Intracranial Hemorrhage Complicating Carotid Artery Stenting and Carotid Endarterectomy
See related article, pages 2782–2787.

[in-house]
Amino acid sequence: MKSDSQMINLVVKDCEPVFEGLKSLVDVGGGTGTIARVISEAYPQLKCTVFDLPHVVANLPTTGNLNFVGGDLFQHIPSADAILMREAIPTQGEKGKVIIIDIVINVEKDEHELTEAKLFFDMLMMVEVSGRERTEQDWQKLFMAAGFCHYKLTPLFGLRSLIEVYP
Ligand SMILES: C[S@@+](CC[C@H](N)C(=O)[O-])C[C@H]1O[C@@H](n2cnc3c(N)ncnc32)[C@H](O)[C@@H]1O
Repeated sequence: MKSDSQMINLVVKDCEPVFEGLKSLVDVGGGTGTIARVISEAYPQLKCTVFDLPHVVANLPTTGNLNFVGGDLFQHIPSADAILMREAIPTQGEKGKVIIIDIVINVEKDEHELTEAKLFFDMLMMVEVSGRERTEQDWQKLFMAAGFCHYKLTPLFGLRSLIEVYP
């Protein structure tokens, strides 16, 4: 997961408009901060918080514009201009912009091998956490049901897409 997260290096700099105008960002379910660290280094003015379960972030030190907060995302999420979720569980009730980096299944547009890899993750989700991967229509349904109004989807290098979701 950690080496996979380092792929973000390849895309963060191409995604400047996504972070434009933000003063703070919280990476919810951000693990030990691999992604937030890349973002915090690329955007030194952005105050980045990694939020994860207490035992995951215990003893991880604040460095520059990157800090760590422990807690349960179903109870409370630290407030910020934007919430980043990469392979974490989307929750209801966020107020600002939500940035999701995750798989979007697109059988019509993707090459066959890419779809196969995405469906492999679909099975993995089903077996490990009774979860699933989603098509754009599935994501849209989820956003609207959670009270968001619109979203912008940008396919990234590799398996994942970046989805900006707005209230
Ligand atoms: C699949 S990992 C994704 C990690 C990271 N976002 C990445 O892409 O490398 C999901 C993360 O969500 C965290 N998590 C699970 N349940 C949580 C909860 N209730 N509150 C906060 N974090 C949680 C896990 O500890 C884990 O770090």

There are now 2 options for revascularization of patients with significant carotid artery stenosis, carotid artery stenting (CAS), approved by the Food and Drug Administration in May for conventional risk patients, and carotid endarterectomy (CEA). In this issue of Stroke, McDonald et al1 utilize International Classification of Diseases 9th revision codes from the National Inpatient Sample (NIS) hospital discharge database to study intracranial hemorrhage (ICH), mortality, and discharge disposition after CAS or CEA during 2001 to 2008. This database study illustrates both the power and the weaknesses of such a large retrospective review. With 229 000 patients in a study, infrequent events can be detected in numbers adequate to yield statistically significant group differences. Such is the case with the ICH rates for asymptomatic patients after the procedure. Fortunately, in such patients ICH appears to be a rare event after either CAS or CEA, with rates <1%. For symptomatic patients, the NIS database rate of ICH was of concern and higher after CAS at 4.4% ICH vs 0.8% ICH after CEA.